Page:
The Martyrs of Japan

Publication History and Catholic Missions in the Spanish World (Spain, New Spain, and the Philippines, 1597–1700)

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In The Martyrs of Japan, Rady Roldán-Figueroa examines the role that Catholic missionary orders played in the dissemination of accounts of Christian martyrdom in Japan. The work combines several historiographical approaches, including publication history, history of missions, and “new” institutional history. The author offers an overarching portrayal of the writing, printing, and circulation of books of ‘Japano-martyrology.’
The book is organized into two parts. The first part, “Spirituality of Writing, Publication History, and Japano-martyrology,” addresses topics ranging from the historical background of Christianity in Japan to the publishers of Japano-martyrology. The second part, “Jesuits, Discalced Franciscans, and the Production of Japano-martyrology in the Early Modern Spanish World,” features closer analysis of selected works of Japano-martyrology by Jesuit and Discalced Franciscan writers.

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Rady Roldán-Figueroa, Th.D. (2005, Boston University) is Associate Professor of the History of Christianity at that university. He is the author of The Ascetic Spirituality of Juan de Ávila (1499–1569) (Brill, 2010) and has published in leading European journals.
“Roldán-Figueroa explores their production, language context, and authors with a reference to the respective orders involved: The Jesuits, the Dominicans, and the Discalced Franciscans. Roldán-Figueroa stresses the fact that publishing was part of the missionary agenda in order to receive donations and in-kind contributions as well as preferential treatment by the European nobility. However, this was not the only aim: As he amply shows in Part Two of the volume, missionaries tended to portray the lives of martyrs as the culminating achievements of Christians who, being ready to sacrifice their lives, demonstrated their authentic faith. The heroism and zeal of Catholic missionaries, with their cult and veneration as saints, aimed at the recruiting of new missionaries.”

Marzia Alteno (University of Vienna), Religious Studies Review, vol. 47, num. 4, 2021, p. 560.


“ ...el libro es un trabajo de calidad que nos acerca a un mejor conocimiento de las políticas de publicación dirigidas por las órdenes religiosas a través de las relaciones de los autores con sus instituciones. Por tanto, es un destacado aporte historiográfico a la cultura intelectual del clero y a los horizontes planetarios en los que actuaron.”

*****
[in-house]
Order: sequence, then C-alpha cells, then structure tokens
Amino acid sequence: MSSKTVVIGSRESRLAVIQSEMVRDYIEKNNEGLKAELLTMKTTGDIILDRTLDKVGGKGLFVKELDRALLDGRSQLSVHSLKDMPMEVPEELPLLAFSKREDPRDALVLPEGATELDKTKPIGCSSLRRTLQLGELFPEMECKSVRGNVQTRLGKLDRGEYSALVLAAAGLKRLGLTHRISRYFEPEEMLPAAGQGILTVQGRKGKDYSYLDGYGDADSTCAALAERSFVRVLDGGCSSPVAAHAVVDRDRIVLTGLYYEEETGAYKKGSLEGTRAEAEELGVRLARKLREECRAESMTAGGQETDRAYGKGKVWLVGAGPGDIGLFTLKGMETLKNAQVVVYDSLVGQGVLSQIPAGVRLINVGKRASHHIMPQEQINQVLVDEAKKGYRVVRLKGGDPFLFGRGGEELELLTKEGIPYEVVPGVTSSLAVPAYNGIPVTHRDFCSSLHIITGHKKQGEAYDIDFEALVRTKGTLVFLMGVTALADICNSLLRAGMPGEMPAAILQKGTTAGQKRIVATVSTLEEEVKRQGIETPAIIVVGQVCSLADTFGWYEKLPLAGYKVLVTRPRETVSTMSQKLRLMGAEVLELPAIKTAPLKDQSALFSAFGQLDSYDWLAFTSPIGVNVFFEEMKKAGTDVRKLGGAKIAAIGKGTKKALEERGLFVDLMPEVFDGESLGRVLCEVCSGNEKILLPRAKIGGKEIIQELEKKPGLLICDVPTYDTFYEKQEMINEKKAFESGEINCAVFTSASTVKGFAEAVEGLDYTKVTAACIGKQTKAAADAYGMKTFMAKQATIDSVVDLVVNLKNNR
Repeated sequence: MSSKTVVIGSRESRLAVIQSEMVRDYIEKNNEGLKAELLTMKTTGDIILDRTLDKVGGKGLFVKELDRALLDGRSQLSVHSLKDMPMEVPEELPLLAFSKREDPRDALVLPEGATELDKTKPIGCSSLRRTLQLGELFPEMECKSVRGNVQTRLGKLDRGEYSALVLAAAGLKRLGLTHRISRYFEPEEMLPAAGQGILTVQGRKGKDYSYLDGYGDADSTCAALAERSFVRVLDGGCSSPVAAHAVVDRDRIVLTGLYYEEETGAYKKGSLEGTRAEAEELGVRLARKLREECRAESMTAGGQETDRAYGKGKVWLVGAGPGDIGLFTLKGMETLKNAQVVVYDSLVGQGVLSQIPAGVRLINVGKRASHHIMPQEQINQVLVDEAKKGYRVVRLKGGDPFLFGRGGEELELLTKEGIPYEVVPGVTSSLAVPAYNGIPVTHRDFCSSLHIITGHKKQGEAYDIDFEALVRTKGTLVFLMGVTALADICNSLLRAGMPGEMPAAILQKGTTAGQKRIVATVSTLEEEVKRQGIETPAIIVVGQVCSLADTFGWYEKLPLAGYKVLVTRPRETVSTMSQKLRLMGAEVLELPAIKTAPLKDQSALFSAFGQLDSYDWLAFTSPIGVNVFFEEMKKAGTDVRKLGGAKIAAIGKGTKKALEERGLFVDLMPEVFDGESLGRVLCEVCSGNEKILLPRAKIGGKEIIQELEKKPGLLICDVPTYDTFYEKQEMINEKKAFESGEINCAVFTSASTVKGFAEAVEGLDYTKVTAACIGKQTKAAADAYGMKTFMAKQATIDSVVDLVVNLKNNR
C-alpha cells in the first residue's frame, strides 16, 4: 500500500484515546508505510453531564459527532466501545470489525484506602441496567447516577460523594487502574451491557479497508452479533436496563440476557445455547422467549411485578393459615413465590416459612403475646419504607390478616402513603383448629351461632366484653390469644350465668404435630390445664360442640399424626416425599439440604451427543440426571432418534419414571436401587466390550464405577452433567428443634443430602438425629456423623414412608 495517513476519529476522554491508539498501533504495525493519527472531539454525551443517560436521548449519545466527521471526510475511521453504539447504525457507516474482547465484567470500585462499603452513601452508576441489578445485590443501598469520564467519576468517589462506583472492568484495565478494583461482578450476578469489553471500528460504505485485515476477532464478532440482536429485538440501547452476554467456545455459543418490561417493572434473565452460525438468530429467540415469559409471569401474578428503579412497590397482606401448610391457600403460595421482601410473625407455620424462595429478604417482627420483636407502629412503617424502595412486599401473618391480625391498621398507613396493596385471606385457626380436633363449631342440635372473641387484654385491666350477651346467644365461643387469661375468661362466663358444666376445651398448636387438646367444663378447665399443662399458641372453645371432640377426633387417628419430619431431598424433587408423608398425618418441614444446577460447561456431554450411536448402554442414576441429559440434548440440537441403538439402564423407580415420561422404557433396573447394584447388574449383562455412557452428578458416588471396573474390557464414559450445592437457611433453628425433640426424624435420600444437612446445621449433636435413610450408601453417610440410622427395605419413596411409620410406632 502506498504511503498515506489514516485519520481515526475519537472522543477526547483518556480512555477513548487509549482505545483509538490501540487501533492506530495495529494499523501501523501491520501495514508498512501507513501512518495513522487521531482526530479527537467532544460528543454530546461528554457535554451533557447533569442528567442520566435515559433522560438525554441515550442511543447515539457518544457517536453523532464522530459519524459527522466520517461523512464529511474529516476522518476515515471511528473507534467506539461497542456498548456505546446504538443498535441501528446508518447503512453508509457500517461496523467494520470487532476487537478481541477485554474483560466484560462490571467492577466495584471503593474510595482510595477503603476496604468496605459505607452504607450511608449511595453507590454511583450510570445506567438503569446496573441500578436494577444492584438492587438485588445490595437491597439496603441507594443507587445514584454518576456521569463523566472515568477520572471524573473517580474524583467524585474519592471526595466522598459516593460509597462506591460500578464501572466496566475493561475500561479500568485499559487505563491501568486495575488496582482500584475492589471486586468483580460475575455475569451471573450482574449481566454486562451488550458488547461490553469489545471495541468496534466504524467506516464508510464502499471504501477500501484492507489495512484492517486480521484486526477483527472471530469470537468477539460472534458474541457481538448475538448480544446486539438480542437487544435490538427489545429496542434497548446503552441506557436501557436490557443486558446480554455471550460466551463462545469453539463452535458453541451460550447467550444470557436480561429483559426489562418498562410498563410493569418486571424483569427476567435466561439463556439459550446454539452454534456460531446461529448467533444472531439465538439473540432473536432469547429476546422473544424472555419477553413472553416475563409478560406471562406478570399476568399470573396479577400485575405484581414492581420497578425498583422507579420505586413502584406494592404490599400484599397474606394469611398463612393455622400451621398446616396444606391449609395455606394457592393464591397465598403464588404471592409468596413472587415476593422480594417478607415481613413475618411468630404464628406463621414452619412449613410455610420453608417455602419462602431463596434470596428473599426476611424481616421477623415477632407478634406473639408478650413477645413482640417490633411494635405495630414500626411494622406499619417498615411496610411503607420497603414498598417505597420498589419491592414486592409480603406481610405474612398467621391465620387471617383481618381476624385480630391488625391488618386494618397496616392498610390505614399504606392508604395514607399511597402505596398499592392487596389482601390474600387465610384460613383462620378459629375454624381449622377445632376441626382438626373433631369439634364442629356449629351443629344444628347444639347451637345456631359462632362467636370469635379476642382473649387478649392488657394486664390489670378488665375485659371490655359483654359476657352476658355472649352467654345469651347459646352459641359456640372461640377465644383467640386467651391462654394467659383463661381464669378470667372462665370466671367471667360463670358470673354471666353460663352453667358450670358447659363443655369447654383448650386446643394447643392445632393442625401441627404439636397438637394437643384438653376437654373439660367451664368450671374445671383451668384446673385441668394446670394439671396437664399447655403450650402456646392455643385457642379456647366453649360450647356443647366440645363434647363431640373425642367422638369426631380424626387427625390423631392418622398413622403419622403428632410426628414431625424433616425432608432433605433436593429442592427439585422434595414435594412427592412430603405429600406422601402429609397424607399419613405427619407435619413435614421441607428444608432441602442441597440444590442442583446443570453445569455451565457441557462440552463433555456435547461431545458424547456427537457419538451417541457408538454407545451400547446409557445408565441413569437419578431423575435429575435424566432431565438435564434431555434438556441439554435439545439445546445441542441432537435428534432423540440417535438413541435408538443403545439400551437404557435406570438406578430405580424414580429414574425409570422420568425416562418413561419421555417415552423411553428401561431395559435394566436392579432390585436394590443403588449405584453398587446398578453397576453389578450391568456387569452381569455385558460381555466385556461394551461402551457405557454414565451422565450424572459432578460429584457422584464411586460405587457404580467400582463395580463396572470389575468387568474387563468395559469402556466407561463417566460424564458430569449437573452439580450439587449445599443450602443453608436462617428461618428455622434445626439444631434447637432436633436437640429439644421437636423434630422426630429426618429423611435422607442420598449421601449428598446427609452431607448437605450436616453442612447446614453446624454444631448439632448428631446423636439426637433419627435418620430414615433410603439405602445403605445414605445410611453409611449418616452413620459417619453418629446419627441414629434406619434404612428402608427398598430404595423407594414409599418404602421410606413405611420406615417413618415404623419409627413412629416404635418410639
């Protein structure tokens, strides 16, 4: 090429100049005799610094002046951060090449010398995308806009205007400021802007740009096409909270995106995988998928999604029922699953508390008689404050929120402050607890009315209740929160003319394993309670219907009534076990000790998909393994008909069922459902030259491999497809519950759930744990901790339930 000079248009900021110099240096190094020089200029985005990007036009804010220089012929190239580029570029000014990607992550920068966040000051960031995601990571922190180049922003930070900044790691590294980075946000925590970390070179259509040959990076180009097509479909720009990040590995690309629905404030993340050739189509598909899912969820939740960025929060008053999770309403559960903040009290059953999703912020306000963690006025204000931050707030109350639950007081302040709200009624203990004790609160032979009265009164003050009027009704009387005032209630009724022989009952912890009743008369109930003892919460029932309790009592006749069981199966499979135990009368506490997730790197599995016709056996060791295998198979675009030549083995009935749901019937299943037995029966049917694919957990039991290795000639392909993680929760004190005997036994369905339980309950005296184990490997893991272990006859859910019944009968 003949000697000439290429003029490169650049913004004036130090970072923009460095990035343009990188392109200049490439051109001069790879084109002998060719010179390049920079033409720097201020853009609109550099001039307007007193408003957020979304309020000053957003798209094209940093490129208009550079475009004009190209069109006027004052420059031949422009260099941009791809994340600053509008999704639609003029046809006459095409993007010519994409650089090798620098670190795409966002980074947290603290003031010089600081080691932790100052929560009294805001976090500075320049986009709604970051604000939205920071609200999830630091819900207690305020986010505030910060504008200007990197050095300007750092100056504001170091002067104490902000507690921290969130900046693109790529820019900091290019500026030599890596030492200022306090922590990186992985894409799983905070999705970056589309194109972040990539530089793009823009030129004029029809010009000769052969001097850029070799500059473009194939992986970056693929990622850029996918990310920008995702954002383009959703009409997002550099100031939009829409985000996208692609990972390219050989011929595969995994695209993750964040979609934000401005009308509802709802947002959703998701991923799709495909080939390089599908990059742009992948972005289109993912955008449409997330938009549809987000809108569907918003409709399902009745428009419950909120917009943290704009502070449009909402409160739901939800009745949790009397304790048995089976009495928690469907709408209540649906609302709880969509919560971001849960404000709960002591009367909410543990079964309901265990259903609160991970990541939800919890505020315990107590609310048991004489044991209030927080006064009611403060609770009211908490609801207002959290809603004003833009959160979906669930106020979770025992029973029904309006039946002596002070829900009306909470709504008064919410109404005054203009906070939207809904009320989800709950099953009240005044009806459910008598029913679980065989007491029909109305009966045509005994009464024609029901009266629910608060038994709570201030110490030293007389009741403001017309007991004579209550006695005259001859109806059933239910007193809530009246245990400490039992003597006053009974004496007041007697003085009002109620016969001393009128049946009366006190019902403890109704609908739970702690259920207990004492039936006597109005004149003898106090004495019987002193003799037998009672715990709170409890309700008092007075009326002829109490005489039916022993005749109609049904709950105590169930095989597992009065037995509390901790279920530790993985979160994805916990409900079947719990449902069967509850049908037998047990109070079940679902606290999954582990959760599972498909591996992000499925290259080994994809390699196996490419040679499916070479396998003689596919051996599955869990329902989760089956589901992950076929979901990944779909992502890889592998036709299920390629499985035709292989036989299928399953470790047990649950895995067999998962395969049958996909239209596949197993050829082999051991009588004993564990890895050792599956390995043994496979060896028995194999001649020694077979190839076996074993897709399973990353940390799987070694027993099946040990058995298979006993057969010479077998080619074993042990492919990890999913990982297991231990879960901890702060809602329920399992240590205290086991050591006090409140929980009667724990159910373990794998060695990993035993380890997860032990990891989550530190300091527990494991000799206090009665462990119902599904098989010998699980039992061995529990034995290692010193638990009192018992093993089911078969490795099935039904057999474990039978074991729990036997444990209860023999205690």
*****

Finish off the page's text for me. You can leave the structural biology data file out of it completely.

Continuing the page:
Daniel Atienza-Atienza (Universidad Complutense de Madrid), Anuario de Historia de la Iglesia, vol. 31, 2022, pp. 671–672.


"Stressing the popularity of religious literature in Spain and its overseas possessions, Roldán-Figueroa argues that one cannot neatly dissect these texts into decontextualized parts to meet current research needs. One must focus on their religious character, because religious men were their primary authors. This self-evident conclusion is often overlooked, especially the fact that Jesuit and mendicant writers were deeply influenced by their orders' spiritual practices and institutional cultures. Roldán-Figueroa rightly links the many tasks and responsibilities of missionary offices to the very act of writing itself and hence the content and narrative structures of religious literature. A major strength of The Martyrs of Japan is Roldán-Figueroa's qualitative analysis of Japano-martyrological texts. Drawing primarily on the Laures Kirshita [sic. Kirishitan, rrf] Bunko Database, he identified 382 publications that referenced Christian martyrdom in Japan between 1598 and 1700 (numbered and organized by date in a separate bibliography). Based upon the available bibliographic data, Roldán-Figueroa found that members of the religious orders—especially the Jesuits— were the primary authors of these texts; that they were printed in seventy-eight cities in Europe, New Spain, and the Philippines; and that they were published in nine European languages, with Spanish, Italian, and French being the most predominant. Unlike the other mission histories where missionaries are early modern ethnographers or scientists, in The Martyrs of Japan they are administrators, editors, promoters, carriers of manuscripts, and book distributors."

Jason Dyck (University of Western Ontario), Journal of History (University of Toronto Press), vol. 57, issue 3 (December 2022), pp. 497–499.
All interested in the history of Christianity in Japan, Catholic missions, specifically the Society of Jesus, Discalced Franciscans, and Dominicans and anyone interested in the history of book publishing. Keywords: Japan, Spain, Philippines, New Spain, Catholic missions, Society of Jesus, Discalced Franciscans, Dominicans, martyrs, book publishing, “new” institutional history, spirituality of writing, translations, dissemination studies, the Spanish world.
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